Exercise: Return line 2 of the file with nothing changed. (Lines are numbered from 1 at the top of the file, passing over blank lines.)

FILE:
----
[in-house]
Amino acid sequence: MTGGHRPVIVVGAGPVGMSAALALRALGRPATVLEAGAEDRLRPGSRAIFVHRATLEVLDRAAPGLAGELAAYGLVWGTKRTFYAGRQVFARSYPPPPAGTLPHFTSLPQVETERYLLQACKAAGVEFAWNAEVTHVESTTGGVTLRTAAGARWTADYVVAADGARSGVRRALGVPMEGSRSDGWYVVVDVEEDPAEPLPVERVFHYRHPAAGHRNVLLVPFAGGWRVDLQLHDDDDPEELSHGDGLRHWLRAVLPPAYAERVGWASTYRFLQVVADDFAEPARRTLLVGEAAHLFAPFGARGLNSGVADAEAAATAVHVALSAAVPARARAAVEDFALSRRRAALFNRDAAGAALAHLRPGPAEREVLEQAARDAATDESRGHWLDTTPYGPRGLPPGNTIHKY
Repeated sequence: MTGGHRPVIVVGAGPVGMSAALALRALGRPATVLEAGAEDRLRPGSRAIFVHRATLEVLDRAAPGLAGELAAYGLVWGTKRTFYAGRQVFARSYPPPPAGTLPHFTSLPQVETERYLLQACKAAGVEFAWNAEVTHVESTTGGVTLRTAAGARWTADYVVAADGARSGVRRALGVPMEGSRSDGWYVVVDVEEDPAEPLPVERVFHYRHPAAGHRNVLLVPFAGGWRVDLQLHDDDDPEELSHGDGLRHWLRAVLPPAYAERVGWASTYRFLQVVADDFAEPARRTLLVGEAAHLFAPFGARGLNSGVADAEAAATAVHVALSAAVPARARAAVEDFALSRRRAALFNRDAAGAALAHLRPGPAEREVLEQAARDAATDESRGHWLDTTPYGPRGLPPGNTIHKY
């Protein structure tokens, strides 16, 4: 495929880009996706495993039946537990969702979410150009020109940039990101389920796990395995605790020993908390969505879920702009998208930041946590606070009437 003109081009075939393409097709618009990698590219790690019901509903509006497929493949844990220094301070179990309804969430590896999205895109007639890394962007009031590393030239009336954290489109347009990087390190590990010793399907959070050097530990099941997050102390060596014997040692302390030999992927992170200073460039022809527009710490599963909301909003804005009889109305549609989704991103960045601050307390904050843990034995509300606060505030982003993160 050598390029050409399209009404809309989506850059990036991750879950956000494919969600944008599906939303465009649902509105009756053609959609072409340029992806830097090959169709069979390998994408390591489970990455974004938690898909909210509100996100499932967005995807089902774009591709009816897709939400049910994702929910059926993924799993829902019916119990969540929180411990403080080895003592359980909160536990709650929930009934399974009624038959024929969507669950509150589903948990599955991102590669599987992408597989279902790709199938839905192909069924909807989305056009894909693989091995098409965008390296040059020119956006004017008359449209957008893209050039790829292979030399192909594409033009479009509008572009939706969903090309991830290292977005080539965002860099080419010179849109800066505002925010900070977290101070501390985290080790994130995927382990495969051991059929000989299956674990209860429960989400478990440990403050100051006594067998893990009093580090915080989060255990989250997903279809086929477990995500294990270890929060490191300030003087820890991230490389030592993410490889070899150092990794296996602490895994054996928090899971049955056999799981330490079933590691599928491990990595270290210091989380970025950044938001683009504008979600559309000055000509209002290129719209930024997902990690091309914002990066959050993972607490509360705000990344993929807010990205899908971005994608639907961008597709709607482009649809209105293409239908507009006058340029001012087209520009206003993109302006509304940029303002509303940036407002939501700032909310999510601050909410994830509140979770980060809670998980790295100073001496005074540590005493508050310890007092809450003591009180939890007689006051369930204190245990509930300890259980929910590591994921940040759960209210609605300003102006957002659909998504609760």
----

Amino acid sequence: MTGGHRPVIVVGAGPVGMSAALALRALGRPATVLEAGAEDRLRPGSRAIFVHRATLEVLDRAAPGLAGELAAYGLVWGTKRTFYAGRQVFARSYPPPPAGTLPHFTSLPQVETERYLLQACKAAGVEFAWNAEVTHVESTTGGVTLRTAAGARWTADYVVAADGARSGVRRALGVPMEGSRSDGWYVVVDVEEDPAEPLPVERVFHYRHPAAGHRNVLLVPFAGGWRVDLQLHDDDDPEELSHGDGLRHWLRAVLPPAYAERVGWASTYRFLQVVADDFAEPARRTLLVGEAAHLFAPFGARGLNSGVADAEAAATAVHVALSAAVPARARAAVEDFALSRRRAALFNRDAAGAALAHLRPGPAEREVLEQAARDAATDESRGHWLDTTPYGPRGLPPGNTIHKY